- An eclipse of the sun next month could disrupt Europe’s power supplies because so many countries now use solar energy, electricity system operators have warned.
- “The risk of incident cannot be completely ruled out,” the European Network Transmission System Operators for Electricity said on Monday, adding the eclipse on March 20 would be “an unprecedented test for Europe’s electricity system”.
- Countries with a large amount of solar power, such as Germany, are likely to be of most concern.
Solar eclipse puts Europe’s power supplies at risk
Solar power covered just 0.1 per cent of all the electricity produced in Europe from renewable energy sources around the time of the last large solar eclipse in Europe in 1999, but since then it has increased to at least 10.5 per cent, as countries subsidise green power to meet EU renewable energy targets.
The upcoming solar eclipse, which is due begin at 08:40 on March 20 and end at 12:50 Central European Time and should be visible across Europe. The eclipse will still be a “stress test” of the flexibility of the European power system, because it will have to adapt to a more abrupt shift in solar power generation than would normally occur, especially if it is a sunny day and all solar power stations were producing at full load.
Within 30 minutes the solar power production would decrease from 17.5 gigawatts to 6.2GW and then increase again up to 24.6GW. This means that within 30 minutes the system will have to adapt to a load change of -10GW to +15GW. This type of shift is expected to become more common by 2030 as more renewable energy comes on stream, so in a way March 20 is a glimpse into the future of our power systems.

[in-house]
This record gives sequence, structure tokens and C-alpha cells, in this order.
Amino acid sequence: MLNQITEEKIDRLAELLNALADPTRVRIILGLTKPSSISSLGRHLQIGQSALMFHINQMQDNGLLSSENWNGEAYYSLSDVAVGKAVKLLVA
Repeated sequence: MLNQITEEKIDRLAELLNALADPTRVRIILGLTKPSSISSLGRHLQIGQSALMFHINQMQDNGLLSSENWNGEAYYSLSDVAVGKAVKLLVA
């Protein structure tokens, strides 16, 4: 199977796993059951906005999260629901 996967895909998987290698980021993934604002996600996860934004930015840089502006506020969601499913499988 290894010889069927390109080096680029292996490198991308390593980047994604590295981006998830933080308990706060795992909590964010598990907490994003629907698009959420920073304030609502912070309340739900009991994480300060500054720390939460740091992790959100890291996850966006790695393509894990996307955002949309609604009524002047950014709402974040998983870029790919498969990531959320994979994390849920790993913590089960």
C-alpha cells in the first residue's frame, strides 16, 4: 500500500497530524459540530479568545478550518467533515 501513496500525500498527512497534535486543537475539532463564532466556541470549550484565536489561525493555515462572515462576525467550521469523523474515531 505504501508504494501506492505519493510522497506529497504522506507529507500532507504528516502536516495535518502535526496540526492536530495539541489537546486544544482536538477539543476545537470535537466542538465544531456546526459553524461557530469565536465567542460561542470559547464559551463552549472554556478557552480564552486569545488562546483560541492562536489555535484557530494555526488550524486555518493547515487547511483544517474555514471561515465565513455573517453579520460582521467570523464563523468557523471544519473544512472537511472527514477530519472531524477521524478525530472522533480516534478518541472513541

Solar eclipses have occurred across Europe before, but the increase in solar power across the continent’s interconnected grids since 1999 means system operators are paying more attention to this one. It will have a cascading effect, as countries would draw on each other’s reserves of electricity in turn as the path of the eclipse cuts solar power at much faster rates than under natural conditions such as sunset or cloudy days. Coal, gas and hydropower generators are likely to be used to ensure balance in the system, which has to produce as much electricity as is used at all times. It’s definitely going to be a challenge for control rooms.
ENTSO-E, the European Network Transmission System Operators for Electricity, commented: “The solar eclipse is a perfect illustration that maintaining system security with more and more volatile and dispersed generation is becoming increasingly challenging. that makes this year’s solar eclipse so special is the fact that there is now a non-negligible amount of energy generation units connected to the grid that are highly sensitive to variations in solar radiation. This solar eclipse will thus be an unprecedented test for Europe’s electricity system, and useful to better understand the relationship between ambitious EU targets and the security of operation which all Europeans are very much depending on.”
Sources: Financial Times & ENTSO-E